Closed minds shut women out of IT
By Laura Frewin
Women are put off a career in IT because they see the industry as inherently sexist and the atmosphere as macho.
Research from the E-skills NTO (National Training Organisation) shows that the main reason people choose a career in IT is because of their interest in the subject.
It speculated that a lack of confidence in understanding what lies beneath the surface of applications tends to make women feel that IT is complicated and beyond their reach.
But Anne Farrell, IT manager for the Computing Services and Software Association, said that her own experiences were far removed from these descriptions.
“I haven’t encountered any overt sexism nor found that I have been discriminated against in terms of pay or promotion opportunities. There is less sexism internally in IT departments – it comes more from external contacts such as vendors,” she said.
Female IT students feel that the industry is male orientated through choice rather than because there is a barrier to women entering, the research found. This view was echoed by several companies at the recent Women in IT event.
The companies said they did not discriminate against women, but that CVs from women simply weren’t coming in.
Gilly Bartrip, senior learning and skills manager at the Government’s South East England Development Agency, commented: “Attracting women to IT must be led by demand. Employers must want the change, and women must want to move into IT.”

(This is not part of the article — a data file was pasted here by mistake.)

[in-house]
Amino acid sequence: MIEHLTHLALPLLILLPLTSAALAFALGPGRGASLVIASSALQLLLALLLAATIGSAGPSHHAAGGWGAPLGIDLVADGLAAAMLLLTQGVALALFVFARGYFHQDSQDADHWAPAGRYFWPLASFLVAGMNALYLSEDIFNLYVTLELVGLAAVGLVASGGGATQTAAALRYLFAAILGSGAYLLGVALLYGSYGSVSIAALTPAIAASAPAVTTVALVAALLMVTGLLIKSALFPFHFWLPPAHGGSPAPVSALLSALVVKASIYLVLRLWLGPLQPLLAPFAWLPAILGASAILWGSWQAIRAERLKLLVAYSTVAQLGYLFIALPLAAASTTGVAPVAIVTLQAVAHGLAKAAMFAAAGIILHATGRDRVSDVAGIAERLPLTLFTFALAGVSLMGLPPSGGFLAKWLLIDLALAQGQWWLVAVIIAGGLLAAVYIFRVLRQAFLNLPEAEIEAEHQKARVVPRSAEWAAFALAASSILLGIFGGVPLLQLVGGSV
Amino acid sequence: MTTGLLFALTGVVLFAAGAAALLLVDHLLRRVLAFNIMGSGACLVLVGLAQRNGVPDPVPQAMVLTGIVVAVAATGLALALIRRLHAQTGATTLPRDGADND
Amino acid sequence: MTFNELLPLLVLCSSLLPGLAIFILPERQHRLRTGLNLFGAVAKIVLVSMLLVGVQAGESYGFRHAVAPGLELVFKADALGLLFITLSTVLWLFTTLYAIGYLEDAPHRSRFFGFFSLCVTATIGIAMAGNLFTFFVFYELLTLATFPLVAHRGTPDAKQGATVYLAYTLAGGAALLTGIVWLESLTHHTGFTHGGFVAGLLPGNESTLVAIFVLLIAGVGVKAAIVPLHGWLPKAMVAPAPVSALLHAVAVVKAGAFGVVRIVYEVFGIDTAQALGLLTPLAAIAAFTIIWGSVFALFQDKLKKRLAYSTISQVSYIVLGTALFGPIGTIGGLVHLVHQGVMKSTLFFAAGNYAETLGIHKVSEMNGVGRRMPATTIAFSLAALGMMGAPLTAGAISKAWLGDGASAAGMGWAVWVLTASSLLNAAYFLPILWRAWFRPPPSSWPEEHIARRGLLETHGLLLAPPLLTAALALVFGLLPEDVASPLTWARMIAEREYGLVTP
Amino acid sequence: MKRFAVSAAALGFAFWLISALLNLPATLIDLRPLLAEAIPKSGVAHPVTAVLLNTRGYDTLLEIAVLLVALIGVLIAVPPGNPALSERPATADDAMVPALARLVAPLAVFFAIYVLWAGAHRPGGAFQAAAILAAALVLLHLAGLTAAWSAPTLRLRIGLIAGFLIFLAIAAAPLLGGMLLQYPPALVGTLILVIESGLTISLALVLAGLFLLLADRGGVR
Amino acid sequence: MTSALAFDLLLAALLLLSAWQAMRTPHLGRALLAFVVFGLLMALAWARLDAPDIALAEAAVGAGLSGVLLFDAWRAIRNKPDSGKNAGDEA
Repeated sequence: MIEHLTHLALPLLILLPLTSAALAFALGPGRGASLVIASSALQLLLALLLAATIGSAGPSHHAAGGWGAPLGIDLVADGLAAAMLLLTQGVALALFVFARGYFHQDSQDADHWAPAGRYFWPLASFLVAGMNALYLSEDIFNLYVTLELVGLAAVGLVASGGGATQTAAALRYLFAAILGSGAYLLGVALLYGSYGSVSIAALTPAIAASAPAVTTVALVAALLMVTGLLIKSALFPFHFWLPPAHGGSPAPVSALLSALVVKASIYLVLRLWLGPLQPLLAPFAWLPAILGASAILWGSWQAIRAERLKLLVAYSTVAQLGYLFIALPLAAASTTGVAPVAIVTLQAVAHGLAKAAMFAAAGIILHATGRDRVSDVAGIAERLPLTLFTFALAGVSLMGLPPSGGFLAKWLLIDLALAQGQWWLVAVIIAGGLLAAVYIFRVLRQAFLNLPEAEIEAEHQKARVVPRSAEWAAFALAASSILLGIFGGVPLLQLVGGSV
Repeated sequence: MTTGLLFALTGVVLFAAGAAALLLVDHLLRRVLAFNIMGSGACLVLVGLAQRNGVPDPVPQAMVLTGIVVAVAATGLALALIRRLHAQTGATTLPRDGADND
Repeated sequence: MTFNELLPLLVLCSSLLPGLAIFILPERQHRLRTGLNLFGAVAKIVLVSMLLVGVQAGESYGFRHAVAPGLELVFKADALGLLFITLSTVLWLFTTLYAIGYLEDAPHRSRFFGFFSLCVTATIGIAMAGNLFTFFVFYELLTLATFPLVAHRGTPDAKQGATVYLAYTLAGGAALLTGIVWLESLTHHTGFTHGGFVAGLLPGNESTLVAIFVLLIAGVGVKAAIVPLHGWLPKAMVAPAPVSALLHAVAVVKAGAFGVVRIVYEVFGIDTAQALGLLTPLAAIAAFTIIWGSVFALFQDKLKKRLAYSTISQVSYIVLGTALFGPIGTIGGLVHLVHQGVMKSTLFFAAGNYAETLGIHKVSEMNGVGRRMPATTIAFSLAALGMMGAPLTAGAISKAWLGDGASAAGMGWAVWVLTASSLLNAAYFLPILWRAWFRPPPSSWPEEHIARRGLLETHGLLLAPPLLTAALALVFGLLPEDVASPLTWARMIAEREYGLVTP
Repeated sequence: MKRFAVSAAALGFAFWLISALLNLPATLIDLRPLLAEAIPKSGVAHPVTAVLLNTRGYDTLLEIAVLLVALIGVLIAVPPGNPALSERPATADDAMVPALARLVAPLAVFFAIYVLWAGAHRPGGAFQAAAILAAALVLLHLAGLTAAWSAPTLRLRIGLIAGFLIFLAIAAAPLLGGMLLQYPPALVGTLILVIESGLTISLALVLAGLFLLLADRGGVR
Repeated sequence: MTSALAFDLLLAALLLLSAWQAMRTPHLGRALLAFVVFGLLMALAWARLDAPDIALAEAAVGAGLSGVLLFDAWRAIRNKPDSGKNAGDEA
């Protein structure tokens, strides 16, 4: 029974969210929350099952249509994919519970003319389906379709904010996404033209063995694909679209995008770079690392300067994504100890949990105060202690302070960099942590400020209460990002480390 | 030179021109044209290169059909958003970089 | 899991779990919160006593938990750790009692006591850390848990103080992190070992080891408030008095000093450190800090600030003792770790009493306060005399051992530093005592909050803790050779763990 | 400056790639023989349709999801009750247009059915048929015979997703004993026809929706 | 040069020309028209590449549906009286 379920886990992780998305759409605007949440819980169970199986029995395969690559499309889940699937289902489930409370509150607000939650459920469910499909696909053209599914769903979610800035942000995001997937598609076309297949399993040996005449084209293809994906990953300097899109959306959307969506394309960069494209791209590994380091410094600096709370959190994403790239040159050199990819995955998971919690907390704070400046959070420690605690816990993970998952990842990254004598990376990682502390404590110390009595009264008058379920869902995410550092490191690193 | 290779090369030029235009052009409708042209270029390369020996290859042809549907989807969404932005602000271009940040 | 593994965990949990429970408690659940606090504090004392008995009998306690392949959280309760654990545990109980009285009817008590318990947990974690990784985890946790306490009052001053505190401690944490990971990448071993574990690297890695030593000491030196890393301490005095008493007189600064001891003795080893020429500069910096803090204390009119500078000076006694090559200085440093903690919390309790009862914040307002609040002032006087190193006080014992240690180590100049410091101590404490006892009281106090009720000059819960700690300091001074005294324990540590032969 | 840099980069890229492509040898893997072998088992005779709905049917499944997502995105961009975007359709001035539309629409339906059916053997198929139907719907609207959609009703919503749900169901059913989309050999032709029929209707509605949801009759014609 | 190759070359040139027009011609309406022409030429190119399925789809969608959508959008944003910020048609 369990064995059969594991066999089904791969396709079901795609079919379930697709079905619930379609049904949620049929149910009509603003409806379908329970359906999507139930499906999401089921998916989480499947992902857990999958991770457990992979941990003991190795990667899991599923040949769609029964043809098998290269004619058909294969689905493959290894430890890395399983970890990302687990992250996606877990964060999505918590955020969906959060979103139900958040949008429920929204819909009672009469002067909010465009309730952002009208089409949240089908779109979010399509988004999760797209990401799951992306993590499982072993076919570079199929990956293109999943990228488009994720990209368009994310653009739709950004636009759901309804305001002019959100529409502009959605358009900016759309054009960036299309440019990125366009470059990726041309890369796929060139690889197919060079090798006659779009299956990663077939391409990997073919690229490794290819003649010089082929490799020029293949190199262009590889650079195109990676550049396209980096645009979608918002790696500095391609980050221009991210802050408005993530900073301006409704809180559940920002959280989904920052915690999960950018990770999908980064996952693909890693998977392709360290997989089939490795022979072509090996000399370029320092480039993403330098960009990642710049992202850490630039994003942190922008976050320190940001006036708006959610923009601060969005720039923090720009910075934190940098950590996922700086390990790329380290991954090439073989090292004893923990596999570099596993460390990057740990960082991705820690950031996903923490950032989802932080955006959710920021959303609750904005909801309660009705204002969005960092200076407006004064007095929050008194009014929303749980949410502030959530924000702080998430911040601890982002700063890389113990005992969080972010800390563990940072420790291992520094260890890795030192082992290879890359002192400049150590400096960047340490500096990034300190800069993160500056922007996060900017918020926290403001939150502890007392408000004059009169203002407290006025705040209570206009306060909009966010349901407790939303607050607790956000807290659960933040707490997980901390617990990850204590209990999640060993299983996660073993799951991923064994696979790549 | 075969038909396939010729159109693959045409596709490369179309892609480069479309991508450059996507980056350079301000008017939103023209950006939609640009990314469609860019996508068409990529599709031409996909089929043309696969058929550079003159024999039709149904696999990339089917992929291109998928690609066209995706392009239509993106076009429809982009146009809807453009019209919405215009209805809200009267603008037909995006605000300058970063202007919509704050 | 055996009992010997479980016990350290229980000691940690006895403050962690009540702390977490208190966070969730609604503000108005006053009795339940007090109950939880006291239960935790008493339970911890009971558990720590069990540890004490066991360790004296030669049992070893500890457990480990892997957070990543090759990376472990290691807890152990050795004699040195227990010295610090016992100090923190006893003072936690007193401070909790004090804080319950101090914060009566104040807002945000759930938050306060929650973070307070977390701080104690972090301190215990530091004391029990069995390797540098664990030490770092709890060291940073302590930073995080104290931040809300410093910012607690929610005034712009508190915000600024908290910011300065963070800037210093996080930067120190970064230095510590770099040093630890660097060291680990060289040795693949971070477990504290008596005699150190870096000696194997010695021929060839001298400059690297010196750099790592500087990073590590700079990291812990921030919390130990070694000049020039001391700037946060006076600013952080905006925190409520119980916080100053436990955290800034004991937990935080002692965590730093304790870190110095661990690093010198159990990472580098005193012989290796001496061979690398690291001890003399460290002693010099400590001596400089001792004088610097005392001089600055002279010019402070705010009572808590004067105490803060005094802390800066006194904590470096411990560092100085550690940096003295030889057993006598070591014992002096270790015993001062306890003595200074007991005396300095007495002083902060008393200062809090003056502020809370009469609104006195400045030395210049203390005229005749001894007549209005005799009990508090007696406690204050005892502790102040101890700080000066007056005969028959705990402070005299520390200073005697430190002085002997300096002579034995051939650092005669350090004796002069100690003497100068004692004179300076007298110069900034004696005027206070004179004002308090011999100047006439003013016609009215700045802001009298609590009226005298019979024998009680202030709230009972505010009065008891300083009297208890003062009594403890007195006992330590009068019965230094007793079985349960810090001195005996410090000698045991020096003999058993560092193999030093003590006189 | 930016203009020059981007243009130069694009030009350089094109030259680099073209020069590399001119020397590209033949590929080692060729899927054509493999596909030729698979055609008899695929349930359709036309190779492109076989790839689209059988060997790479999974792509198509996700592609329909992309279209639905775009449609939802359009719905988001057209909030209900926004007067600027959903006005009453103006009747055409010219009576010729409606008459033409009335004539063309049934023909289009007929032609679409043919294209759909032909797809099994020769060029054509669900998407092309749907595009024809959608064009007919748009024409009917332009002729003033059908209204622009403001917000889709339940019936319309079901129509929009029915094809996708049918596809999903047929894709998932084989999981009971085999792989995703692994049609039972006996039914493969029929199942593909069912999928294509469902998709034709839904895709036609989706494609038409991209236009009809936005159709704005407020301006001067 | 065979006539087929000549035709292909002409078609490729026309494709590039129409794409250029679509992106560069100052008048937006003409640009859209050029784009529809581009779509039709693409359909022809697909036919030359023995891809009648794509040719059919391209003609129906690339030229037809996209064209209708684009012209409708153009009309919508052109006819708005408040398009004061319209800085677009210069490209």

Farrell explained that she was not initially attracted by a career in the industry, but always had a healthy interest in all things technical.
“At school, we weren’t positively encouraged to get into the IT industry, but I was always interested in the technical side of things. I wasn’t put off by the negative, nerdy image of the industry,” she said.
“It’s true that there are quite a number of so-called ‘geeky’ people in the IT world, but there is much more diversity in the industry than people think,” she added. “There are many different kinds of people working in the field today. These days, you need good communication skills and business acumen, as well as technical expertise.”
Lucy Marcus, founder of HighTech women, said that employers paid lip service to diversity, but that she wasn’t convinced it was the case in practice. “Companies need more internships so that women can try IT jobs. If they don’t like it, then fine,” she said.
Women already working in the IT sector should promote the industry to others, she added, so that they can make informed decisions.
In tune with many comments from the event, Farrell thought that women, especially those with children, were put off by the perception that a career in IT involved long hours.
“Much of this image springs from the truth – the job can sometimes involve long working hours. In general, I think women want more people-orientated roles, although in a lot of cases women are extremely good and methodical in technical roles. They do themselves more damage than anyone else does,” she said.
HURDLES WOMEN FACE
- It’s a male-dominated industry – the number of women in the profession is decreasing
- Boring ‘geeky’ image is deterring women from entering into networking
- Women generally prefer more people-orientated jobs that are less technical
- Lack of childcare facilities or flexible working are major constraints
- Sexist men – not necessarily in IT departments but the industry as a whole
- Lack of promotion opportunities – many women get stuck at the helpdesk level
- Perception of long working hours, unequal pay and a macho environment
- Women are not well represented on computer science degrees or in engineering.